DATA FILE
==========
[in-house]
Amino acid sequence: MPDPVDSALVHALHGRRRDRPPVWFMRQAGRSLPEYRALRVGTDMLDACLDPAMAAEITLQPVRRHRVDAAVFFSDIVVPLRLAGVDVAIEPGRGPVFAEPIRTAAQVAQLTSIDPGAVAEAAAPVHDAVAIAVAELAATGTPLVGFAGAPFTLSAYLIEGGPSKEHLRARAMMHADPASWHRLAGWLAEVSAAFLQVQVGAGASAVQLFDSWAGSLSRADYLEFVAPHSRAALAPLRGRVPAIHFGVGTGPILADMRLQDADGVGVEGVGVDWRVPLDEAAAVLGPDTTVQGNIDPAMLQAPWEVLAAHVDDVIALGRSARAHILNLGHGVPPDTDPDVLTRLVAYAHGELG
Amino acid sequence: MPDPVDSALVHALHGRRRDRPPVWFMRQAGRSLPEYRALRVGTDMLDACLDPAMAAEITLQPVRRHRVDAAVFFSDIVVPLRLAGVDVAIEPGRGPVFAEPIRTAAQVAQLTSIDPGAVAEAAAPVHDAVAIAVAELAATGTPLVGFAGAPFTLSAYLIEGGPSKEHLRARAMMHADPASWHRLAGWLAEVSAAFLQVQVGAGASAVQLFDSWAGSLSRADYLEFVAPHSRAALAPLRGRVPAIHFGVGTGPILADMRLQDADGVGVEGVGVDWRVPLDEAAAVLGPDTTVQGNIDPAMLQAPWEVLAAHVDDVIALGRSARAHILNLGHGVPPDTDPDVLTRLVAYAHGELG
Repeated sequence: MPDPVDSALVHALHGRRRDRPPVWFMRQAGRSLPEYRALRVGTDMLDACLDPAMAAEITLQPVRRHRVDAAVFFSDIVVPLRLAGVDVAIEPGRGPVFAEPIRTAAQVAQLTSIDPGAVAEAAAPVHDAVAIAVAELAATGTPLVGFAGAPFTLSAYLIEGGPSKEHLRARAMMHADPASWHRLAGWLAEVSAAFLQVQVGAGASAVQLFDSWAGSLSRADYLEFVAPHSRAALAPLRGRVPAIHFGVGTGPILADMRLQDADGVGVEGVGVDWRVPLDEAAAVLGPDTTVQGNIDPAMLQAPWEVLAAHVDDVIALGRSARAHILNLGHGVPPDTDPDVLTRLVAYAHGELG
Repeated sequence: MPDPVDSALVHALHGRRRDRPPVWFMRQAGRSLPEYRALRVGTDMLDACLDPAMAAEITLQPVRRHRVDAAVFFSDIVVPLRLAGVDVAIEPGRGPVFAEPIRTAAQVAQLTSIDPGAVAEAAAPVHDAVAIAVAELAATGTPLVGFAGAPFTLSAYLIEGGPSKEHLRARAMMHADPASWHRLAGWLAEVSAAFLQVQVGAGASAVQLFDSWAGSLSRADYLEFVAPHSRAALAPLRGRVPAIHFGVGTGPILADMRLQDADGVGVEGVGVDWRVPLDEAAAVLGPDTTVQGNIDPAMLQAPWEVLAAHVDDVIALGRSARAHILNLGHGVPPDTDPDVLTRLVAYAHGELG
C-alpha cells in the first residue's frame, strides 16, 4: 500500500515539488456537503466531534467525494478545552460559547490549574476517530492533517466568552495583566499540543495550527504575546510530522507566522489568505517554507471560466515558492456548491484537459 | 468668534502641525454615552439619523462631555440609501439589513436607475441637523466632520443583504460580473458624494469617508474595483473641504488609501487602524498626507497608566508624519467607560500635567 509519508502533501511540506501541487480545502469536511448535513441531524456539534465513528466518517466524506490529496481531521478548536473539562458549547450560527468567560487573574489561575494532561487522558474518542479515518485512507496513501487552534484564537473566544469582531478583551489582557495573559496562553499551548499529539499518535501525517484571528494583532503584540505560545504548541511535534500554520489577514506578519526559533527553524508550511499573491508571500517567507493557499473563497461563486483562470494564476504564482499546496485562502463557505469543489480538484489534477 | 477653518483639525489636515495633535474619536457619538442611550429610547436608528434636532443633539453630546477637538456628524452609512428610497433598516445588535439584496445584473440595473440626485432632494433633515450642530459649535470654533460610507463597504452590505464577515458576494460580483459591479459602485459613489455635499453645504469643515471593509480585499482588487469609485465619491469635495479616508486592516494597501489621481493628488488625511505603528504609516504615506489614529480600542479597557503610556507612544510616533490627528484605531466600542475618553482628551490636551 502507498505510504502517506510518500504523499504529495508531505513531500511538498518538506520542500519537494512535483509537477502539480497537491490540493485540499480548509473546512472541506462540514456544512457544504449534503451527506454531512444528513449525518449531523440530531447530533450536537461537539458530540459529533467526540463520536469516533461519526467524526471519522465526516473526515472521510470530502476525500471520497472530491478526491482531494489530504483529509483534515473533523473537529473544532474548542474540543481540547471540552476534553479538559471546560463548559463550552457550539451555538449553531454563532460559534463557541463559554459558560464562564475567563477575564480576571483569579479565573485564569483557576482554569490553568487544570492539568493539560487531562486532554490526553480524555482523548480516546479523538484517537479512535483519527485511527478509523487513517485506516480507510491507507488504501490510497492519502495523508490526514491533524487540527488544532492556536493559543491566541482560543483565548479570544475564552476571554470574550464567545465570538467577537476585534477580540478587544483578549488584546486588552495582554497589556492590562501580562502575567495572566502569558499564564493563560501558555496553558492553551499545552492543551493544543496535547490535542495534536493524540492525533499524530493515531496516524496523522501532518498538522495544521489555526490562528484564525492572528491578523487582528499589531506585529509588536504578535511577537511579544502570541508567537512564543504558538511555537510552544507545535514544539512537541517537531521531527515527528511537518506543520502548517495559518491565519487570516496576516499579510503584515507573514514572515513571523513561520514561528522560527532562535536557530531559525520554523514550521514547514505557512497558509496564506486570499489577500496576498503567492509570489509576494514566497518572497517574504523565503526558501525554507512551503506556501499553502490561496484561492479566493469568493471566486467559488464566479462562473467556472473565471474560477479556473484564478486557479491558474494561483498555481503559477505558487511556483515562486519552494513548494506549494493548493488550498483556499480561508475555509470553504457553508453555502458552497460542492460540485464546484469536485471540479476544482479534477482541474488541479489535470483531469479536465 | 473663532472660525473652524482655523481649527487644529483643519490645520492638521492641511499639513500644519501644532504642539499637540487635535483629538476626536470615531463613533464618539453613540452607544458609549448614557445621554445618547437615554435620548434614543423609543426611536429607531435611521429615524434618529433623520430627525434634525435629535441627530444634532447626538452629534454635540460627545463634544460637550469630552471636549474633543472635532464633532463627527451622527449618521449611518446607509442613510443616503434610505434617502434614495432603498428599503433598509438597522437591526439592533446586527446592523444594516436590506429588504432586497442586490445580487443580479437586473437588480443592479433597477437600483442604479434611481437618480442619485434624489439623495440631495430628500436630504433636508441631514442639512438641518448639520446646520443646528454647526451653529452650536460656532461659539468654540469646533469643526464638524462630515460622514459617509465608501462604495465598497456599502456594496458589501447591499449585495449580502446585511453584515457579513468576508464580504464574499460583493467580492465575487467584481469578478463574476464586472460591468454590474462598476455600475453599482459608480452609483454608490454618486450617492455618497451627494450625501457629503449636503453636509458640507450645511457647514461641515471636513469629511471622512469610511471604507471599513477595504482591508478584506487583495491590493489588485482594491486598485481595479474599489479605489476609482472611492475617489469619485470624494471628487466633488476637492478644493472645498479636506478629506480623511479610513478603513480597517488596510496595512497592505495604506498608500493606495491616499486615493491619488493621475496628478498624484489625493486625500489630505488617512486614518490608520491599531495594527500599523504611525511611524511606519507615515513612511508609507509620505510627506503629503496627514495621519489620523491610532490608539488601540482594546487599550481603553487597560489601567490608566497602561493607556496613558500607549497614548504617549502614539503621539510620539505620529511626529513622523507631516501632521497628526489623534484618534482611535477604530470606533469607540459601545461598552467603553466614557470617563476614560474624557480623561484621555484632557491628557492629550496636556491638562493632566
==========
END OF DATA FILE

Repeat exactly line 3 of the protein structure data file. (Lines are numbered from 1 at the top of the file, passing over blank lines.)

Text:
Amino acid sequence: MPDPVDSALVHALHGRRRDRPPVWFMRQAGRSLPEYRALRVGTDMLDACLDPAMAAEITLQPVRRHRVDAAVFFSDIVVPLRLAGVDVAIEPGRGPVFAEPIRTAAQVAQLTSIDPGAVAEAAAPVHDAVAIAVAELAATGTPLVGFAGAPFTLSAYLIEGGPSKEHLRARAMMHADPASWHRLAGWLAEVSAAFLQVQVGAGASAVQLFDSWAGSLSRADYLEFVAPHSRAALAPLRGRVPAIHFGVGTGPILADMRLQDADGVGVEGVGVDWRVPLDEAAAVLGPDTTVQGNIDPAMLQAPWEVLAAHVDDVIALGRSARAHILNLGHGVPPDTDPDVLTRLVAYAHGELG